Magic is further along the bumpy road of artistic acceptance, partially because it’s older and exists under the protective umbrella of theater, so dismissing it as a valid form of art doesn’t grant a critic any degree of intellectual prestige. Yet, magicians and those orbiting around the magic industry are still spinning their wheels in the mud of what is essentially the same question, one-step-removed: “Is magic major art?”
Major art, in this context, is the kind of stuff that’d come up in a Google search for art: Painting, sculpture, architecture, music, theater, film, and literature (though those last two are oft-debated). Minor art refers to what you might think of as subdivisions of those disciplines: Tapestry, jewelry-making, fashion, comics, photography, etc. The terms aren’t supposed to denote quality or intellectual worth, but it’s rare that anyone invoking them actually believes that.
The question is explored in some detail in this interesting piece by French magician, Norbert Ferré. I was surprised by how many of his points, though well-researched and well-argued, I’d heard before in discussions about video games, hence the indulgent intro to this article. His eventual conclusion is elegantly put:
…we must conclude that decidedly… magic is perhaps a minor art… but it’s an art practiced by major artists.
My own position is somewhat less nuanced: I don’t really care.
My argument isn’t that Ferré is wrong, per se, but more that the concept of major and minor art is so nebulous and so overtly political that the idea of it being a meaningful objective distinction is ridiculous. Even ignoring the issues of class, gender, and race inherent in any kind of system used to classify “tiers” of art, comparing magic to other forms of art, or other mediums, is just as much of a waste of time as it is for video games, because:
There are compelling arguments that magic is one of the oldest performance arts in history. Even if you stick very strictly to the modern definition of magic, you’re still talking about at least two thousand years of sleight-of-hand and illusions. Yet, compared to other art forms, even the most dedicated magic historians have relatively little to show for and from all those collective years of deception.
There’s a few reasons for this. For one, there was like 500 years where anything more complicated than a cup and balls routine would get you burned at the stake – that likely put a bit of a dampener on the industry. The largest problem is the nature of magic and the magicians themselves. Up until fairly recently, magicians were secretive as a matter of course, even long after they’d retired from performing. That’s had a devastating effect on the longevity of their work. You could go to a theater today and see something not entirely dissimilar from what Willy Shakespeare had in mind when he wrote/stole Othello, largely because he was trying to promote his work as well as himself. He wanted his scripts out there, with his name attached of course. He wasn’t hiding them in hollowed out trees or safes buried in his basement. That need for secrecy, combined with the truly obsessive amount of practice needed to perform high-level magic and the dangers involved in doing so, is a recipe for amazing acts dying with their performers.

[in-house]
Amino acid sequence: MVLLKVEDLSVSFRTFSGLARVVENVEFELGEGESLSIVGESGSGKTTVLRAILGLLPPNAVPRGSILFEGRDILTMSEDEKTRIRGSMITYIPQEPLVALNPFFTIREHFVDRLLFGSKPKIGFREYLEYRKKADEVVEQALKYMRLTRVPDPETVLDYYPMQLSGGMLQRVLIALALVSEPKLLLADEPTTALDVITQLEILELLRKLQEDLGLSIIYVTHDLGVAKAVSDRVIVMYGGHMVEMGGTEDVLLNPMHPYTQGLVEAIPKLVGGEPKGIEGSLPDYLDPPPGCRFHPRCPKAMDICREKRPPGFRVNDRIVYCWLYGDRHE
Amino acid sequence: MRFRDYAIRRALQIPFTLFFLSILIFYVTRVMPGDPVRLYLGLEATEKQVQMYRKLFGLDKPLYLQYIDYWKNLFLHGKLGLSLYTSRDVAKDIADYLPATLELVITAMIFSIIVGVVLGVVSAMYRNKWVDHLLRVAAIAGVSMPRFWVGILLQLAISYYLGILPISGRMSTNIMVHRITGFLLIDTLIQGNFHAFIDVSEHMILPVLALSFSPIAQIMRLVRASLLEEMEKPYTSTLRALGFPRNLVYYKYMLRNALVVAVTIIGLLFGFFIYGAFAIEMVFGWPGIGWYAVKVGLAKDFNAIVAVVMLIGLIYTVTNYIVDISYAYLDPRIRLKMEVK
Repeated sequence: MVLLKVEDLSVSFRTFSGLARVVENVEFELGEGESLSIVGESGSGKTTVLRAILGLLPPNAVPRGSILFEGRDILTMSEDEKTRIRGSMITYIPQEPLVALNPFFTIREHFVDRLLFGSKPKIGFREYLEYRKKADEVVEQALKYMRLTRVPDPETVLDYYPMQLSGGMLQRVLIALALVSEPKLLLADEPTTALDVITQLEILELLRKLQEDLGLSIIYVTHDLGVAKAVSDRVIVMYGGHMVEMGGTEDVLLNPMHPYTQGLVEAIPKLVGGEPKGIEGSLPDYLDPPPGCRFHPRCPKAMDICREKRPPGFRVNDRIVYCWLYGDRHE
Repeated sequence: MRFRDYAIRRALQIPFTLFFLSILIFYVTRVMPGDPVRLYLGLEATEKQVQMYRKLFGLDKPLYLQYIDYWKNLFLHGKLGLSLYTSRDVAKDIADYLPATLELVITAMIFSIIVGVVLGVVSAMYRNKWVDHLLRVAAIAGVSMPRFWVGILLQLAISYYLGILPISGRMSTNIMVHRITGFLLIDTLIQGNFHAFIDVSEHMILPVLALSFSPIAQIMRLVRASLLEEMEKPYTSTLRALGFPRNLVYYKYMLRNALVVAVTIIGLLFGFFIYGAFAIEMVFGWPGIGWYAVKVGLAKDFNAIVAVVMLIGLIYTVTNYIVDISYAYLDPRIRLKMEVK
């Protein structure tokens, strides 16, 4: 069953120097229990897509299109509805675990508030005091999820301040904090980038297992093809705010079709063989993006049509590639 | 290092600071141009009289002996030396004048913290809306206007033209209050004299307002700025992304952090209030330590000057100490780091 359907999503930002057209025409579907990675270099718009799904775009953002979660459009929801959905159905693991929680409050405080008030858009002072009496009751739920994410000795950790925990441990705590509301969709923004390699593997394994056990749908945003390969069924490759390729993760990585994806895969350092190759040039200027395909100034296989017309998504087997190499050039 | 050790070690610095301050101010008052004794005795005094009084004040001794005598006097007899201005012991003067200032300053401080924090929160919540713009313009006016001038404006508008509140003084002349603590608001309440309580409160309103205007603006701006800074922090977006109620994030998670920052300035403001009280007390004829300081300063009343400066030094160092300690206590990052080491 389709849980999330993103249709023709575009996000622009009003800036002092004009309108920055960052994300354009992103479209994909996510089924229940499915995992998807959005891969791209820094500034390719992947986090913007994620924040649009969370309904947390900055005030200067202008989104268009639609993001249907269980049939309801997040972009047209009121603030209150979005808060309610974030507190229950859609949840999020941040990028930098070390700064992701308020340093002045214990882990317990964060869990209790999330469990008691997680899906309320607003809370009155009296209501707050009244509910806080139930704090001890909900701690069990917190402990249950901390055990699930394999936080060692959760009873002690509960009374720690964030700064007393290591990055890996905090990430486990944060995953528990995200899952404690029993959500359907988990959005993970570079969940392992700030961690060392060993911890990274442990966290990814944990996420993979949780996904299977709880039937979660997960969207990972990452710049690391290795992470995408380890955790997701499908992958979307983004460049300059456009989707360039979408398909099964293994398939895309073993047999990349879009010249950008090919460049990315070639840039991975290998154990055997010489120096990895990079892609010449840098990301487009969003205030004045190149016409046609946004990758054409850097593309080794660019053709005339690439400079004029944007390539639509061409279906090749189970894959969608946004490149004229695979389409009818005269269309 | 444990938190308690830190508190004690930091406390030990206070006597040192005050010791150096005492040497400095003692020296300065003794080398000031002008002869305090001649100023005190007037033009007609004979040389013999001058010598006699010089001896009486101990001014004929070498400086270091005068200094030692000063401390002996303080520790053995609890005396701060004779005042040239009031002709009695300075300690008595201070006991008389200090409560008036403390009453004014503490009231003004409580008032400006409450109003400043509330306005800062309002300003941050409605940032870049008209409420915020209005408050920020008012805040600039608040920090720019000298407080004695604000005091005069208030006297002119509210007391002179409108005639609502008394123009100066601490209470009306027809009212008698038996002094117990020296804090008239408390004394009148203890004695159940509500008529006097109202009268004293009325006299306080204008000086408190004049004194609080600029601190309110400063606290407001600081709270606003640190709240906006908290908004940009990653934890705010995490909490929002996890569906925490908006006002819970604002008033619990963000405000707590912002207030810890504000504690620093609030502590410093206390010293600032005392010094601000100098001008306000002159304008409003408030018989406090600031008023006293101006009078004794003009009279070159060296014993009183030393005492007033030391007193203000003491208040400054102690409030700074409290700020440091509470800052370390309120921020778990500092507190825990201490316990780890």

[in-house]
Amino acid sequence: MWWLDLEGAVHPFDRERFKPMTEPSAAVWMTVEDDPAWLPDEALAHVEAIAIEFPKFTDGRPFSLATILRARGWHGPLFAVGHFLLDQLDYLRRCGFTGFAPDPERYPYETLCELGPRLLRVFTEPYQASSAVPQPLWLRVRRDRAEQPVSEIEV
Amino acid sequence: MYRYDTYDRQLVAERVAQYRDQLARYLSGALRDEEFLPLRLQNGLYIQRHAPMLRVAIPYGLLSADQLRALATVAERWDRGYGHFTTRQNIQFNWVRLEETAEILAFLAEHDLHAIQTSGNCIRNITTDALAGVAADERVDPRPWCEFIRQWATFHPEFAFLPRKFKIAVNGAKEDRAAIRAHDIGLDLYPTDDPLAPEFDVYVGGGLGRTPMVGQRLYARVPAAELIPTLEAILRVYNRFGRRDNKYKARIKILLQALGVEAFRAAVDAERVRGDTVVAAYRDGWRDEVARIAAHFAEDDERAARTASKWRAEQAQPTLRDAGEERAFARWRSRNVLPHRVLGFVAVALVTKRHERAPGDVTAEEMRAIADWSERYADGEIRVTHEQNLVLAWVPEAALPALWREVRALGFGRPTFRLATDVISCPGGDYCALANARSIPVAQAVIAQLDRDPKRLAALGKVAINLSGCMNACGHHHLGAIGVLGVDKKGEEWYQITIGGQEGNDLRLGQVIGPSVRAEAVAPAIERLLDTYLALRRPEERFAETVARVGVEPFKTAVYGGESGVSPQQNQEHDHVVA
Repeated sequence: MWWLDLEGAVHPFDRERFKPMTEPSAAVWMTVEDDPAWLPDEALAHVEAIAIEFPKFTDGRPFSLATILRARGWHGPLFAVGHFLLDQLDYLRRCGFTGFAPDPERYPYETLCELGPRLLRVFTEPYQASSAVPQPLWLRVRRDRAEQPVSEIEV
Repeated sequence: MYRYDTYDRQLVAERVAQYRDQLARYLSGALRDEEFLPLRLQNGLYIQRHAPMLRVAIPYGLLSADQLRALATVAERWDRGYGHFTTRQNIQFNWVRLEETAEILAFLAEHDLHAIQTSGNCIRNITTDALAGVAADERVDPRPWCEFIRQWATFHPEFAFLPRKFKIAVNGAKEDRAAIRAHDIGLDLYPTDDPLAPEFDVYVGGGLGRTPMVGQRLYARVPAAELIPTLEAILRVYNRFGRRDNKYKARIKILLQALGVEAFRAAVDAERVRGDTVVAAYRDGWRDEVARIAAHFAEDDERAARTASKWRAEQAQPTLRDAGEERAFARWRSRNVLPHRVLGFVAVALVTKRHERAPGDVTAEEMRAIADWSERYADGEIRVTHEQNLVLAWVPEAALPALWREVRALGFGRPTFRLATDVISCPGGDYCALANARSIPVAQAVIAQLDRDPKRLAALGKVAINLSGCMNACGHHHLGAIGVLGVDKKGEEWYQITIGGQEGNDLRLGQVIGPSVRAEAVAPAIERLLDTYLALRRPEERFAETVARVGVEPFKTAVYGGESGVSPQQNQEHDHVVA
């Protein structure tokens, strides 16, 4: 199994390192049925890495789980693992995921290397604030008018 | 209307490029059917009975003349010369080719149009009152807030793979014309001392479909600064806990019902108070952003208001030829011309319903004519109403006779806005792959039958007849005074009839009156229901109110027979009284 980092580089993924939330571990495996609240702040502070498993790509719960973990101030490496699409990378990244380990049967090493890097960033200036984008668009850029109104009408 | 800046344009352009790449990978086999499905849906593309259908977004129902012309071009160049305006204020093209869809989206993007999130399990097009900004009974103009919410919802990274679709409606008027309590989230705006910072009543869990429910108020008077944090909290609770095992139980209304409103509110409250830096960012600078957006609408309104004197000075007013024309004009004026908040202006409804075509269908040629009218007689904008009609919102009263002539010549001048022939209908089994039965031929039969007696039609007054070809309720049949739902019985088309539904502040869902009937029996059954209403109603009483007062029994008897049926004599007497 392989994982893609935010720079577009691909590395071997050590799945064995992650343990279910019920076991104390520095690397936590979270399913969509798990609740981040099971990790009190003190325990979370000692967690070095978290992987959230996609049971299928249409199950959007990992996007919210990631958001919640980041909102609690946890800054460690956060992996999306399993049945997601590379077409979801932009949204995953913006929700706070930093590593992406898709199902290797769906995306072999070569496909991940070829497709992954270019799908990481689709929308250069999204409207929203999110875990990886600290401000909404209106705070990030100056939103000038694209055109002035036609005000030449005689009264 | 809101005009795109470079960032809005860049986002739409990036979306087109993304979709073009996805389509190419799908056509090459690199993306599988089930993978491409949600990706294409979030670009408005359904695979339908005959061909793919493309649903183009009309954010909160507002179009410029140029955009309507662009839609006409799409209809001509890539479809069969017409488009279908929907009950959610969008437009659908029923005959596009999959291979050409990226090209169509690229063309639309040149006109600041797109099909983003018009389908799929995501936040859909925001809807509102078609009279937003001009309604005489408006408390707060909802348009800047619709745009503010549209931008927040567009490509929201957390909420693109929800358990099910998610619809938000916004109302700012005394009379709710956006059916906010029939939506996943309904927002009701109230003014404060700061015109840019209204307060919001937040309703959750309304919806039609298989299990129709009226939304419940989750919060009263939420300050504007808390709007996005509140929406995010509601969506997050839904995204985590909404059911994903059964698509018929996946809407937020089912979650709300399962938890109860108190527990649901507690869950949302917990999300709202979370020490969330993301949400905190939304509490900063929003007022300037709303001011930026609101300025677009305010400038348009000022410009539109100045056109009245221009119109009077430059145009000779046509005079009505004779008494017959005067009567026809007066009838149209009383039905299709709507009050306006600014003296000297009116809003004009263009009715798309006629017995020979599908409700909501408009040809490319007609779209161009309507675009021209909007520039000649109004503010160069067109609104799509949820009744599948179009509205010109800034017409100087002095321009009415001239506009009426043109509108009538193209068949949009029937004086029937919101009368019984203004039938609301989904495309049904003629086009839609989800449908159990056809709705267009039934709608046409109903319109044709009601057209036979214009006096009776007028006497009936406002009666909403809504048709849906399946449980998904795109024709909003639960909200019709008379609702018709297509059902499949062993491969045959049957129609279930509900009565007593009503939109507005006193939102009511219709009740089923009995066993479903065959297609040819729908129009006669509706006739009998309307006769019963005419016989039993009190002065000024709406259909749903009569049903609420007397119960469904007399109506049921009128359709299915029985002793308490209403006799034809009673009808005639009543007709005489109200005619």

Even when magicians do pass on their work, that artistic lineage is obscured. Magic enthusiasts might know the origin of a trick, but conveying that to the audience in a way that doesn’t betray the nature of the trick is difficult. As Paul Harris persuasively argued, “The act of highlighting magic as an art form is done through informing the public that there’s a lineage.”
Perhaps you’ve noticed that very few of the world’s best film critics are successful directors. Through study a critic can come to understand what qualities make a film good or bad, even if they have no mastery of the form themselves. While film is deceptive in the same way all art is deceptive (spoiler: Anthony Hopkins has never actually eaten anyone), a layperson can come to understand that deception, the intent behind it, and comment on the quality of its execution or the suitability of its use.
Magic, on the other hand, is specifically designed to draw attention to the presence of that deception while hiding the methodology behind it. Paradoxically, a magician is at the very peak of his prowess when he appears to be doing nothing at all. The ultimate expression of the magic as a performance art is something no one notices. Imagine if the most highly regarded piece of literature was a blank page or the best musician was someone pretending to be a CD player. Imagine that was what every writer or composer was aiming for. How well do you think their work would be regarded outside of their own discipline? People need to be able to perhaps not grasp but at least vaguely comprehend the difficulty involved in producing art. Magicians hide that difficulty on purpose.
“Where’s our Citizen Kane,” or, “this is our Citizen Kane,” are such oft-repeated cliches in the gaming sphere that the mere mention of the movie is a now joke unto itself. What people actually mean when they refer to Citizen Kane in that manner is a piece of work so huge, so influential, so unquestionably “good,” that it instantly raises both itself and its medium to high art.